Opinion: Ohio’s outlook is strong

Ray Paoletta is a junior political science major. Contact him at [email protected]

Ray Paoletta

Four years ago, Ohio’s unemployment rate sat at 9.3 percent, according to the U.S. Bureau of Labor Statistics. Today, that number has dropped to 4.8 percent, while the national average unemployment rate is 5.6 percent.

According to the Cleveland Plain Dealer, employment increased by 5,100 jobs in December. The December jobs report showed positive signs for a rebounding Ohio economy, and the outlook moving forward is strong for Ohio.

In addition to the most recent jobs report, the Columbus Dispatch reports that the job outlook for jobs in 2015 will be at its highest point since 2006, with fields across the board expected to increase hiring and wages expected to increase for many workers. Engineers, nurses, truck drivers, warehouse workers and healthcare aids are among the many fields that are projected to see increased hiring. The wide variety of job openings gives Ohioans with different skill and education levels the ability to compete for a job. 

The report also states that based on a CareerBuilder survey, 45 percent of companies intend to increase their minimum wages by $2-3 dollars this year. Increased number of workers and increases in wages will increase consumption and investment, which will further help spur economic growth.

Additionally, the outlook should be good news for those seeking to break away from the chains of poverty, as they will come face-to-face with more opportunities than any other year since 2006.

Although the report stated an expected increase of number of jobs in Ohio between 2012 and 2022 is 455,000 jobs with an annual opening of 178,000 jobs per year, Ohio must not let up on their efforts to become a state of many opportunities. The policies put in place over the last four years have had a positive effect on Ohio, but more work can be done.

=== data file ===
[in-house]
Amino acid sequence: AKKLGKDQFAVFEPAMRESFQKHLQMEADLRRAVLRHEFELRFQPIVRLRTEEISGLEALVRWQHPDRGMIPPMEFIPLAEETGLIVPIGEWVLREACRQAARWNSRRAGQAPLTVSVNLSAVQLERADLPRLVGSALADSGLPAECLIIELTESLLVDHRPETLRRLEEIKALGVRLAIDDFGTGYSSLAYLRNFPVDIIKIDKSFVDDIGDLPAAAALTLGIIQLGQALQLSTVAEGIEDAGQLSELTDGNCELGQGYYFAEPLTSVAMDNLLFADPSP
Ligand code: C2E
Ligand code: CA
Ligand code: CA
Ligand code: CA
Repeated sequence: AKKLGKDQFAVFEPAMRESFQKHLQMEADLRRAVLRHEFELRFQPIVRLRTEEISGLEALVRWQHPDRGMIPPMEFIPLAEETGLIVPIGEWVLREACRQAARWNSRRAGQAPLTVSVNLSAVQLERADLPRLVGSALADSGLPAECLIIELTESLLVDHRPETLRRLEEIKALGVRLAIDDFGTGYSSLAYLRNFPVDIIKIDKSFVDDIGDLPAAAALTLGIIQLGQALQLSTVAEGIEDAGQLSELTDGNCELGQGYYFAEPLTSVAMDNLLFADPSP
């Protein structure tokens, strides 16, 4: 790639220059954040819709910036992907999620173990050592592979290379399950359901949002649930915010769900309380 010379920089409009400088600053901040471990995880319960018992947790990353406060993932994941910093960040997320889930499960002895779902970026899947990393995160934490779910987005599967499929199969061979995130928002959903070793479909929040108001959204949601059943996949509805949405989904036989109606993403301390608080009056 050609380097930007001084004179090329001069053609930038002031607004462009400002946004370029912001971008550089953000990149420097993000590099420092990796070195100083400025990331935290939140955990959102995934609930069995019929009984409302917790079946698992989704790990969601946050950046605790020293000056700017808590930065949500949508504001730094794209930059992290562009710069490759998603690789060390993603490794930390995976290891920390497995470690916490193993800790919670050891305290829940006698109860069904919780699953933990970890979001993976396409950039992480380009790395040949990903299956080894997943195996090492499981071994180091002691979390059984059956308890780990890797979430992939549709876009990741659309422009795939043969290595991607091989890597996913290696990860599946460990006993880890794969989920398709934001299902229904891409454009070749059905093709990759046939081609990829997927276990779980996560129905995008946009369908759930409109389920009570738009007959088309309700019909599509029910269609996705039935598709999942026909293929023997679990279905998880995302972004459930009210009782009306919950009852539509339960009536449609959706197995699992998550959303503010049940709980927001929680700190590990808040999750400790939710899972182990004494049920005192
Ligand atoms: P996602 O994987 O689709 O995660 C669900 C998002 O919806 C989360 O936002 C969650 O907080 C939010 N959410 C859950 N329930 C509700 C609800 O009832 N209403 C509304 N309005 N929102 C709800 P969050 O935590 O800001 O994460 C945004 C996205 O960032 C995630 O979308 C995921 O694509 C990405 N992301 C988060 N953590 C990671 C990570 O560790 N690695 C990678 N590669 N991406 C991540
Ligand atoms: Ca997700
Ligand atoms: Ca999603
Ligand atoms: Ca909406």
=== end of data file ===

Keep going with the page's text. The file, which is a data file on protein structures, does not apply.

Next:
Workers with some levels of higher education, certification, skill, etc. are more desirable and tend to make more money. The Ohio government should find ways to make both four year and two-year skill degrees more affordable. As businesses increase the number of people they hire, the workforce will need to have the skills and/or training to work these jobs. Secondly, the state needs to continue to pursue policies that reduce burdensome regulations that are turn-offs to businesses. Lastly, the state should continue to reduce the tax burden on the middle and lower class workers. If a hard working Ohioans earns a well-paying, dependable job, they should be able to keep as much of their paycheck as possible. 

The bottom line is that Ohio is on an upward projector. However, it is not the time to slow down. The policies over the last four years have made Ohio an appealing state for business and the outlook over the next several years shows that. Businesses are moving to Ohio, and entrepreneurs are seeing Ohio as a great place to start new businesses. Ohio is working, and it is a great time to be in Ohio.